Amazon has officially confirmed that their takeover of Whole Foods Market will go into effect on Monday, August 28th. Even better, the massive internet retailer says the first thing they're doing is making Whole Foods more affordable. So if you (like myself) have historically avoided Whole Foods grocery stores for the sake of your bank account, you might want to give the chain another chance. Amazon is lowering Whole Foods prices on Monday; and if you’re an Amazon Prime member, you’ll be eligible for even more discounts than the rest of us.
It’s reasonably difficult to believe that the same retailer who once sold “Asparagus Water” for $6 wants to become a healthy neighborhood grocery store for The Common Folk. After all, it’s only been two years since WFM had to pay $500,000 in fines because New York City's Department of Consumer Affairs accused Whole Foods of "systematic overcharging for pre-packaged foods.” Still, Amazon seems pretty serious about making healthy groceries more accessible to their customers. As Jeff Wilke, CEO of Amazon Worldwide Consumer, said in a statement on Thursday: “Everybody should be able to eat Whole Foods Market quality — we will lower prices without compromising Whole Foods Market's long-held commitment to the highest standards.”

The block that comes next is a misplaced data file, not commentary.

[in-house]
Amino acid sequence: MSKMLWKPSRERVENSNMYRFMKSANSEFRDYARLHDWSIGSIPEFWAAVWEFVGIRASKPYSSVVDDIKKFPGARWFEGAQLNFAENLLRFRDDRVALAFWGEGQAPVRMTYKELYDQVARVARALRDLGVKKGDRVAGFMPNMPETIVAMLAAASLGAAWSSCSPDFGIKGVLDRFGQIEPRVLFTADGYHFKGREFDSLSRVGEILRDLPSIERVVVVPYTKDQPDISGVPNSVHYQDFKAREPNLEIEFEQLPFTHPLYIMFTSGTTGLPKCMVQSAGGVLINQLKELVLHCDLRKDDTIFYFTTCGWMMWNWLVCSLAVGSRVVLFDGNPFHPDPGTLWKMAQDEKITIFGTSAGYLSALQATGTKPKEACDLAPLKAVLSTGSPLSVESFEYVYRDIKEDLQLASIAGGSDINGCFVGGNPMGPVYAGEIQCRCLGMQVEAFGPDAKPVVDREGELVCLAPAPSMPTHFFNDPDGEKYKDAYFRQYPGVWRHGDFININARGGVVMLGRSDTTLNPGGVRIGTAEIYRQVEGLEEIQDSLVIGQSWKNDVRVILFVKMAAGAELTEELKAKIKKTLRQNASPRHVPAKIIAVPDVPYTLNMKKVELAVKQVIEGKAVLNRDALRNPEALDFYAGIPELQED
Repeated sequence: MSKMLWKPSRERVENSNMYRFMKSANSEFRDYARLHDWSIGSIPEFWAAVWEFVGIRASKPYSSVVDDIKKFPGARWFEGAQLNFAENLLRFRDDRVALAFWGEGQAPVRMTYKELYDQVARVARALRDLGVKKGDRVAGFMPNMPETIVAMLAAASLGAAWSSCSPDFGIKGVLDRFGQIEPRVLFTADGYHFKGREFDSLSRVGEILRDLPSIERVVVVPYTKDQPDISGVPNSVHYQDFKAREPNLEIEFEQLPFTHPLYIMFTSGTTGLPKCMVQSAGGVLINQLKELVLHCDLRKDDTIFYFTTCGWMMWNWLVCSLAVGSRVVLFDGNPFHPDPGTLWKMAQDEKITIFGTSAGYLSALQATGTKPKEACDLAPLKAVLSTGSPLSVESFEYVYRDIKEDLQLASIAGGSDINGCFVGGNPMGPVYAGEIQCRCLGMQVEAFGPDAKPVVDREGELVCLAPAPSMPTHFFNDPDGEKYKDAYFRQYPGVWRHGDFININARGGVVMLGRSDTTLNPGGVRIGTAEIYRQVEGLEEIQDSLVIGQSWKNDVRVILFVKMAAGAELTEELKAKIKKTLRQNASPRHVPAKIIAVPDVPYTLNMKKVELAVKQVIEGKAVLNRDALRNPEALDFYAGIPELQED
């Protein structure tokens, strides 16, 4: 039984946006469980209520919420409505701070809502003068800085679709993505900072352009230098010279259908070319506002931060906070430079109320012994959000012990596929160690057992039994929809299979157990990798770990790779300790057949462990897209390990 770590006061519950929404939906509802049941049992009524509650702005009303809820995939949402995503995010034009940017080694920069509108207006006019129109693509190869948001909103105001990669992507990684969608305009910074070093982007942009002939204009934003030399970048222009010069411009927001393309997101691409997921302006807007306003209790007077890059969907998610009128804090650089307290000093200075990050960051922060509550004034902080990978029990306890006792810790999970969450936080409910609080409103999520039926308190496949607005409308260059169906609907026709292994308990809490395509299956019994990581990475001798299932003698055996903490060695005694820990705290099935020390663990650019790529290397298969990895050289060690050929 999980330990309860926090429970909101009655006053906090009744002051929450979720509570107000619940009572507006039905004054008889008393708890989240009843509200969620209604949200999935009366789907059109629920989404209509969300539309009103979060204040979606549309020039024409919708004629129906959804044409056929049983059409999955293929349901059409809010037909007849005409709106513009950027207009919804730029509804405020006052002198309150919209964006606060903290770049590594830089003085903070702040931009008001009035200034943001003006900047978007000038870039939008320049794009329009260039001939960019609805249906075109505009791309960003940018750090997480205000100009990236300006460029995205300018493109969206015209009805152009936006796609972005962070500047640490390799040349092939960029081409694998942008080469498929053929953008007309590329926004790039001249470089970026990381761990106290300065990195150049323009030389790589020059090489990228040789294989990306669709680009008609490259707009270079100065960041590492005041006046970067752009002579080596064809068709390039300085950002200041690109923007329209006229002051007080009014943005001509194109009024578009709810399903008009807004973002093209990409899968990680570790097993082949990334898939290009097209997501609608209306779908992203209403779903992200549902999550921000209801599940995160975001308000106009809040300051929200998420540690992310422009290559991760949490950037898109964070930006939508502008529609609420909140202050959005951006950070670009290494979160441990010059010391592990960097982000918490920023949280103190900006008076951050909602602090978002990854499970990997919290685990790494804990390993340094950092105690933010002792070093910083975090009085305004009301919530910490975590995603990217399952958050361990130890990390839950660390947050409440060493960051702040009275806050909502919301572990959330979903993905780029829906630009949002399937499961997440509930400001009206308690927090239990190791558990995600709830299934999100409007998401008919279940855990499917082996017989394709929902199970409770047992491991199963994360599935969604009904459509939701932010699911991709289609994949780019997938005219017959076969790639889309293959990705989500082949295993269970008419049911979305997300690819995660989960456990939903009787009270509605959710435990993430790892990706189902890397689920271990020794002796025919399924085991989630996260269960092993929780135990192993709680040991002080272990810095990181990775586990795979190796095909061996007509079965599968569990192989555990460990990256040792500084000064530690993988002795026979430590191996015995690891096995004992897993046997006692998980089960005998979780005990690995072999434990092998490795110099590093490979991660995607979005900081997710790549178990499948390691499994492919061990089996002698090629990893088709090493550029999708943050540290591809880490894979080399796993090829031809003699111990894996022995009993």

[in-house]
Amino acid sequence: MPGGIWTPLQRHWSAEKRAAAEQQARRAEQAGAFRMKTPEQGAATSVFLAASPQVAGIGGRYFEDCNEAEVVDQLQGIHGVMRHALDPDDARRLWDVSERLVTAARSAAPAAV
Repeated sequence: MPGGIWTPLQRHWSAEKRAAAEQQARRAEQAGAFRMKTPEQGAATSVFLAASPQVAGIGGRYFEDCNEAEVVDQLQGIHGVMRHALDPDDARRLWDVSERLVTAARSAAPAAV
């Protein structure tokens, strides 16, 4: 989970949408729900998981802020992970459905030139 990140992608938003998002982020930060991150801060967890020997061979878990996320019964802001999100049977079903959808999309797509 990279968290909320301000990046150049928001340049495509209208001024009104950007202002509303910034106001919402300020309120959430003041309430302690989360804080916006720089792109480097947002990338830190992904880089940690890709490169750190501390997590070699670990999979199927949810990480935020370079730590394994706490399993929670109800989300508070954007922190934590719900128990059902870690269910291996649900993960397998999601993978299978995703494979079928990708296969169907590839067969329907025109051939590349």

According to reports, it looks like Amazon will be slashing prices on some of the grocery store’s priciest items first. Of the many Whole Food items Amazon is marking down next week, organic groceries are at the top of the list. Organic brown eggs, organic apples, organic salmon, and organic avocados will reportedly be among the first round of Amazon’s markdowns. Amazon Prime members will also start getting "special savings and other in-store benefits" soon, according to the statement.
It appears Amazon won’t be doing away with the physical Whole Foods buildings, either. So if you already shop at Whole Foods, you can rest assured that your favorite store location probably isn’t going anywhere. Though Amazon will be offering Whole Foods-branded items on Amazon.com and other Prime platforms, this doesn’t mean the grocery chain is going full-on digital. Amazon has confirmed that they’ll be setting up Amazon lockers — where customers can pick up or return items purchased on Amazon.com — but it’s hard to tell exactly what Amazon’s takeover means for the future of Whole Foods. The e-tailer is currently testing out no-cashiers convenience stores in Seattle, so there’s really no telling what Amazon might come up with for Whole Foods.
I don’t know about you, but it looks like I’ll be spending way more time at my friendly and newly-affordable neighborhood Whole Foods. Here’s to being able to say the words “affordable” and “Whole Foods” in the same sentence.